Ladies and gentlemen, I know that I speak for all Australians, and I mean all Australians, in expressing a sense of outrage, sadness and horror at what has occurred overnight in Bali.
This wicked and cowardly attack, clearly on the evidence available to us, an act of terrorism and have no justification and would be widely condemned not only by Australians but by people all around the world.
My very first thoughts, however, are with those Australians at present waiting and hoping to hear from loved ones who are so far unaccounted for.
Our thoughts will be especially with them at this time of unbelievable stress and anxiety and we can only hope that the prayers and the hopes of as many of them as possible are answered over the coming hours.
The latest information I have is that there are confirmed dead of 169 with hundreds injured.
I don’t at this stage, nor do the Australian authorities in Jakarta or Denpasar know the exact extent of Australian casualties.
There are many Australians unaccounted for, many.
We must therefore prepare ourselves as a nation for the possibility of a significant number of Australians deaths amongst the fatalities.
The indiscriminate, brutal and despicable way in which lives have been taken away on this occasion by an act of barbarity will, I know, deeply shock all Australians and accepting that shock I also express my condolences to the people of Indonesia who I know have lost many of their citizens in this outrage.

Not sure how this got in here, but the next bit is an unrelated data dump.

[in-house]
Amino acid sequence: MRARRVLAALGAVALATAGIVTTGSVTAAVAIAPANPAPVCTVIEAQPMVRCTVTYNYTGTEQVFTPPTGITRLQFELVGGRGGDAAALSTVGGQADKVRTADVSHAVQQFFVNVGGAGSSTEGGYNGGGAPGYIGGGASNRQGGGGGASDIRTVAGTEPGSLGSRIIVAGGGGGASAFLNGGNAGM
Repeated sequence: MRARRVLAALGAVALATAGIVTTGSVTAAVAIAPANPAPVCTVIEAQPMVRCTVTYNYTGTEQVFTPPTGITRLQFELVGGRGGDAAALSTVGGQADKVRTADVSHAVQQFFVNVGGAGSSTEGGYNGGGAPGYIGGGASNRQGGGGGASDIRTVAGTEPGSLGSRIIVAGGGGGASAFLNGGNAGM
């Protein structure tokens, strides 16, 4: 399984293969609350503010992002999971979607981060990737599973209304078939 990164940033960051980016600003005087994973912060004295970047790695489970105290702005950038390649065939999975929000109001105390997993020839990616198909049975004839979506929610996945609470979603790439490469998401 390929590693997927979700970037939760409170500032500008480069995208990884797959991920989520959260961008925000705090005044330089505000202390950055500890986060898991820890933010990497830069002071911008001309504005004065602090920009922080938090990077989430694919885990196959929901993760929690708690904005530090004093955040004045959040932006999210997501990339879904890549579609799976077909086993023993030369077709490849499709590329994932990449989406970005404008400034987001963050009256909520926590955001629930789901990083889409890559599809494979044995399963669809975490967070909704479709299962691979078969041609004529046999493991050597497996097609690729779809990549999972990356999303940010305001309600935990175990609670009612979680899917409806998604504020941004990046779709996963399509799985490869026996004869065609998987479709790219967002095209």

Many of the Australians in this nightclub were doing something that thousands of young Australians do at this time of the year, they mark the end of a season of sport with some fun in another place.
They were carrying on that innocent and understandably exuberant pastime that is something that we take for granted as Australians.
Sadly and tragically terrorism has touched that innocent pursuit and touched it in a brutal and very barbaric and quite unforgivable fashion.
The view that this is a terrorist attack is not my view alone.
It is the current assessment of both the Australian and the Indonesian authorities. A short while ago I spoke on the telephone to President Megawati of Indonesia.
I expressed to her my condolences at the loss of life suffered by Indonesia and she conveyed her sorrow and shock at the likely loss of Australian lives.
Both of us agreed that this incident was a brutal reminder that the world has in fact to face the challenge of terrorism.
The warnings of the last year or more that terrorism can touch anybody, anywhere, at any time have been borne out by this terrible event.
And I can only say again that the war against terrorism must go on with unrelenting vigour and with an unconditional commitment because terrorism strikes indiscriminately, it strikes at civilian targets, it strikes without justification, it strikes without pity and it strikes in a way that I know outrages the civilised world.
I want to immediately record my thanks to the Department of Foreign Affairs and Trade, the Department of Defence and the Australian Defence Force for the speedy way in which the crisis response went into action this morning.
A C-130 with a medical team of seven doctors, including experienced surgeons and nurses is already on its way and will be in Denpasar at 8.00 pm this evening.